Soon, kawaii became a word devoid of negative traits.
cute cartoon drawing of a little girl by Katsuji Matsumoto (松本かつぢ) https://t.co/9DWABS9KDp— Kazuko M. (@EstherHawdon) July 7, 2015
/ via @usamama924 @lacopen pic.twitter.com/m43CdPwyZo
Emergence of Kawaii Handwriting
The rise of kawaii in culture during the 1970s could also be seen in the way people, mainly young girls, wrote.
The emergence of mechanical pencils and lateral writing enabled people to create slimmer characters, which is the exact opposite of the lines created by traditional writing methods in Japan.
Thus, girls were able to play around with their handwriting, add small characters and other elements that made the text cute but also hard to read.
Schools banned kawaii handwriting, but in the 1980s, magazines and other advertisement-based corporations adopted the writing style to target young girls and women.
By the late 80s, this kawaii form of writing was known as round writing or “maruiji (丸い字),” kitten writing or “konekoji (子猫字),” or even fake child writing a.k.a. “burikkoji (鰤子字).”
The appeal of kawaii handwriting was so successful, brands banked on it further to introduce cute merchandise like Hello Kitty, Aggretsuko, and Gudetama—all of which appeal to audiences of all ages.
How are these perpetually popular characters marketed?
Using kawaii handwriting, of course!
The Cultural Significance of Kawaii
For those who know a little something about Japanese culture, kawaii is dominant in more than one component of society.
Since written language is often considered the cornerstone of cultural identity, you can begin to imagine how kawaii has affected the overall structure of Japanese society and psychology.
Cuteness is more acceptable over beauty and refinement most of the time, for “cuteness” plays into harmony / innoncence more than beauty, which can be sharp, inflexible and shallow.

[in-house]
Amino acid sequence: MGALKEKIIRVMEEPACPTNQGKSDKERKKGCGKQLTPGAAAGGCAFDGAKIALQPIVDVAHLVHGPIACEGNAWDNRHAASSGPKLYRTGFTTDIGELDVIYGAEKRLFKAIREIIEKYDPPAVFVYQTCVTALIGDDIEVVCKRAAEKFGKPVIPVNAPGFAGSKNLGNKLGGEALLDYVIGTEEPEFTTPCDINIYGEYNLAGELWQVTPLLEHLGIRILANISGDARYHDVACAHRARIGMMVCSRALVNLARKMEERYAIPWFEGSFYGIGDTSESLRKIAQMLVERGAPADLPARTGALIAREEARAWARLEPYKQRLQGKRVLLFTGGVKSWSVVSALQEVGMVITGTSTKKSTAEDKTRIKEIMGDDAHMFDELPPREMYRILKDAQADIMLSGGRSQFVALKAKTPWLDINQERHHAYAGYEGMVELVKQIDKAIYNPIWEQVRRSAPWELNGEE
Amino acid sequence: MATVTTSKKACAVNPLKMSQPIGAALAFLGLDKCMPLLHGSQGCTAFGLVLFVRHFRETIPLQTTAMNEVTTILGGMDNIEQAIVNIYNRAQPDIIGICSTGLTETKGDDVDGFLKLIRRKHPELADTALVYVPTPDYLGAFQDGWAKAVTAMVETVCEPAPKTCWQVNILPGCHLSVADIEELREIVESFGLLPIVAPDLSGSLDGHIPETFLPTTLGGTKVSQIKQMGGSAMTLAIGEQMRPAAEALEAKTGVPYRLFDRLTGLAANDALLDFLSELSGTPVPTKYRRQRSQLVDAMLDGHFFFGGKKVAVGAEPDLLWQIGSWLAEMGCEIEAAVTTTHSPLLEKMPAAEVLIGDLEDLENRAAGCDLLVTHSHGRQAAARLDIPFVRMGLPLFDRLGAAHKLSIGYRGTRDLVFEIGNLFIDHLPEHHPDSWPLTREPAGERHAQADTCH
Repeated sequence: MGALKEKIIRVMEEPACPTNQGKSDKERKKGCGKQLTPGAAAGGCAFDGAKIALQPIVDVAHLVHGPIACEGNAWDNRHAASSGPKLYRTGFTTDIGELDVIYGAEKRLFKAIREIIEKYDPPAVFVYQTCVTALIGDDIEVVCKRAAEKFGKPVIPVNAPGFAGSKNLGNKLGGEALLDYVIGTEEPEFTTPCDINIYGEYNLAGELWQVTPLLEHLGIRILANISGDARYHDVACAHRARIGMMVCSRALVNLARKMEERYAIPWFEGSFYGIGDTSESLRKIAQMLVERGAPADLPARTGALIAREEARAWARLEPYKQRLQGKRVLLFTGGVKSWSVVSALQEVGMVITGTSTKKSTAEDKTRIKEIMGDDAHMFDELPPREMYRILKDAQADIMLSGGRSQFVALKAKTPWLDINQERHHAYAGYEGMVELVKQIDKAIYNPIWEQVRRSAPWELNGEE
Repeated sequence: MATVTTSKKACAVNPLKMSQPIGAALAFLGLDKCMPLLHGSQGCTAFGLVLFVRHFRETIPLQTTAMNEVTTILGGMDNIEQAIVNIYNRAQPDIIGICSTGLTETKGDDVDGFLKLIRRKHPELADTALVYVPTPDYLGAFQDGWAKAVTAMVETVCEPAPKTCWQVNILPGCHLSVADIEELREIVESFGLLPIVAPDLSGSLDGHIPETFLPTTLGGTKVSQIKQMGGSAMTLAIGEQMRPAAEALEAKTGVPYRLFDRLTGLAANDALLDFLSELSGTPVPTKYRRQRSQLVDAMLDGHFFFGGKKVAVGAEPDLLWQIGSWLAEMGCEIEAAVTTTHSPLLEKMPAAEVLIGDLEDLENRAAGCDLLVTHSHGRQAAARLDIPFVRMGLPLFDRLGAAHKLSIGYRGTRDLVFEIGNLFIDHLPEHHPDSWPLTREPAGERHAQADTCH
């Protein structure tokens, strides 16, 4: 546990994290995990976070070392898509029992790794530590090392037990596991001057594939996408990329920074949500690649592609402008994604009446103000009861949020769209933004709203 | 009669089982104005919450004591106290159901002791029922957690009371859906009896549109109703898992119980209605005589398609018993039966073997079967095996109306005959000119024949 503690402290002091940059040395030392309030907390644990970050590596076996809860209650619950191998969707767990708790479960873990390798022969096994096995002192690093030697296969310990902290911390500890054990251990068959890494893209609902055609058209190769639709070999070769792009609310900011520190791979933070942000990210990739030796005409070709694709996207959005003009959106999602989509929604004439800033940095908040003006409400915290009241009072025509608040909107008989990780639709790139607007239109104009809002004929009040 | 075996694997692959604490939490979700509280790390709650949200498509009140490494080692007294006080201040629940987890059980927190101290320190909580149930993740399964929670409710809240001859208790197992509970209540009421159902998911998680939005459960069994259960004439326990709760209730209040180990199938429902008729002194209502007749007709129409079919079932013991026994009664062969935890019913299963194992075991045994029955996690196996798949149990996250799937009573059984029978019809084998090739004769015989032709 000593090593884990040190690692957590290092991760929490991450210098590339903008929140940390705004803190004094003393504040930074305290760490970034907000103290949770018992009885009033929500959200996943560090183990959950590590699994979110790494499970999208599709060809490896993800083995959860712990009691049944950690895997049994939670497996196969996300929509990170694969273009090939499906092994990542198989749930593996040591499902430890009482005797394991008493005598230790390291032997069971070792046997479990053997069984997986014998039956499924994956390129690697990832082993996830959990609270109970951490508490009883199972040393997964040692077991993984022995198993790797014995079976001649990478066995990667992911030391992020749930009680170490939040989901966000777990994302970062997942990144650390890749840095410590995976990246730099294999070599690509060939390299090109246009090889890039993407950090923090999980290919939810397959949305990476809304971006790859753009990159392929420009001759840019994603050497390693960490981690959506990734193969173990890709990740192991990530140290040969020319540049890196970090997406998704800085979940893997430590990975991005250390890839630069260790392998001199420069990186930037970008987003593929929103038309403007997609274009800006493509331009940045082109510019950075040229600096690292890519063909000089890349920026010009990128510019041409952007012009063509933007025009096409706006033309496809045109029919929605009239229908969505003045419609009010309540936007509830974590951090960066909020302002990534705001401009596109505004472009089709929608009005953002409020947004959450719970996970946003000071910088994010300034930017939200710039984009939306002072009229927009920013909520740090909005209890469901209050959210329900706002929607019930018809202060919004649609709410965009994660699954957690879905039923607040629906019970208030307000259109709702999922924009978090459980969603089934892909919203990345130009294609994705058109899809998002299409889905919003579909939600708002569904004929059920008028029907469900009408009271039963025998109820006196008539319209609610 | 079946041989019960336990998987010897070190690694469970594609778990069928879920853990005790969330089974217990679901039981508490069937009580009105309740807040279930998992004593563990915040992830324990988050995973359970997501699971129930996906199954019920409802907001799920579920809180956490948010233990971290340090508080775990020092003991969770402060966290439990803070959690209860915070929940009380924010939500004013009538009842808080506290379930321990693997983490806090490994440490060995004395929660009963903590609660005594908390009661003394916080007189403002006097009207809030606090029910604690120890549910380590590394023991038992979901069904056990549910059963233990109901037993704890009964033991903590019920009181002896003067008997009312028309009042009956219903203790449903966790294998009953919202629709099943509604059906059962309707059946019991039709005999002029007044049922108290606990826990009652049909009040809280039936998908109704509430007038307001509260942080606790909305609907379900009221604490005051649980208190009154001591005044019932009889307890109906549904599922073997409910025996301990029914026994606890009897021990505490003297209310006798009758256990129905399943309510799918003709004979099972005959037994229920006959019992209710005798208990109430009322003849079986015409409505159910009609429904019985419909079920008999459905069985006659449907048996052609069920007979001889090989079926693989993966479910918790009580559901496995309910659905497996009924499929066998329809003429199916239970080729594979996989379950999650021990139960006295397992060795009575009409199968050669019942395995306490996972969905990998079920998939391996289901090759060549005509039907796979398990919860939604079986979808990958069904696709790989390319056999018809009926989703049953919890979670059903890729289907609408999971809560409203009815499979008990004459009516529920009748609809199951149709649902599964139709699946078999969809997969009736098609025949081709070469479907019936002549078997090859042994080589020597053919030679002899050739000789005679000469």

So deep is the love of kawaii in Japan that Kurita Nobuyoshi, a famous sociology professor from Musashino University, has said that kawaii is a “magic term” encompassing everything acceptable and desirable in Japan.
This is why the Japanese favor roundness, softness, harmonization, and conformity.
What a turn the rigid and upright samurai nation has taken!
Yet, while there is still the air of feudal mannerism in the bowing and formalities, kawaii is at the heart of everything in Japan.
In fact, cuteness is suitable for both men and women.
Round eyes, childish faces, innocence, and youth are all favorable.
Though kawaii is at the forefront of female fashion, men who choose to dress up as women or shave their legs are not scorned.
One glimpse into kabuki plays, okama culture or visual kei band members, and you will find yourself surrounded by men all convincingly dressed up as women.
Gender-bending, cross-dressing, and kawaii has flourished in Japanese culture—and it will continue to do so, even as fads come and go.
Types of Kawaii
Cute in Japan is more than frilly pink things. What Western civilization assumes is cute doesn’t even breach the surface of kawaii in the Land of the Rising Sun.
Here’s some examples of kawaii:
Guro-kawaii – “Grotesque kawaii.” Imagine a cute, little loli with zombie makeup. This is cute done in a disturbing, gross way.
Busu-kawaii – “Ugly cute.” I guess we now have an adjective used to describe pugs? No offense to pugs, though.
Shibu-kawaii – Subdued kawaii. Everyday kawaii. This is someone wearing a business suit with Hello Kitty socks or a girl wearing a strawberry hair clip to school.
Ero-kawaii – The best example of “erotic kawaii” out there would be maids and librarians.
Kimo-kawaii – Creepily cute. Three words: Cabbage Patch Kids.
Any of these adjectives can be incorporated into fashion and merchandise.
For example, there is lolita fashion, decora, and more.